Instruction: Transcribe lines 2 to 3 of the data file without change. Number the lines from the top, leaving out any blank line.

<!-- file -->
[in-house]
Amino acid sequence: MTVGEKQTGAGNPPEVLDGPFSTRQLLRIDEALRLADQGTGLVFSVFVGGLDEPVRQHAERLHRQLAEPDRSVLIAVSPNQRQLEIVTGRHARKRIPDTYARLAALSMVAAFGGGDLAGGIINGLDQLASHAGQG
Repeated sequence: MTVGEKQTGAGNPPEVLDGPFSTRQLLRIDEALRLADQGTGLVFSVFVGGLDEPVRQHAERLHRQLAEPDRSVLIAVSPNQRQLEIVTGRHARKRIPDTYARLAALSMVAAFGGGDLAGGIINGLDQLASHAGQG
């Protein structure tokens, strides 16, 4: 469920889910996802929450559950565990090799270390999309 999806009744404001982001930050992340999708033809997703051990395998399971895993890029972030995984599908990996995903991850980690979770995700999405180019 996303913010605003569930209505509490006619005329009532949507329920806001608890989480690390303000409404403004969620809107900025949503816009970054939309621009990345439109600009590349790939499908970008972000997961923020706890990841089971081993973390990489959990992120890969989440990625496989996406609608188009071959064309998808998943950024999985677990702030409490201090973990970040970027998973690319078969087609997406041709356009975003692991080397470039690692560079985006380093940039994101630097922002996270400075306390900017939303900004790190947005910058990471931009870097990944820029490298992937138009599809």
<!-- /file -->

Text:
Amino acid sequence: MTVGEKQTGAGNPPEVLDGPFSTRQLLRIDEALRLADQGTGLVFSVFVGGLDEPVRQHAERLHRQLAEPDRSVLIAVSPNQRQLEIVTGRHARKRIPDTYARLAALSMVAAFGGGDLAGGIINGLDQLASHAGQG
Repeated sequence: MTVGEKQTGAGNPPEVLDGPFSTRQLLRIDEALRLADQGTGLVFSVFVGGLDEPVRQHAERLHRQLAEPDRSVLIAVSPNQRQLEIVTGRHARKRIPDTYARLAALSMVAAFGGGDLAGGIINGLDQLASHAGQG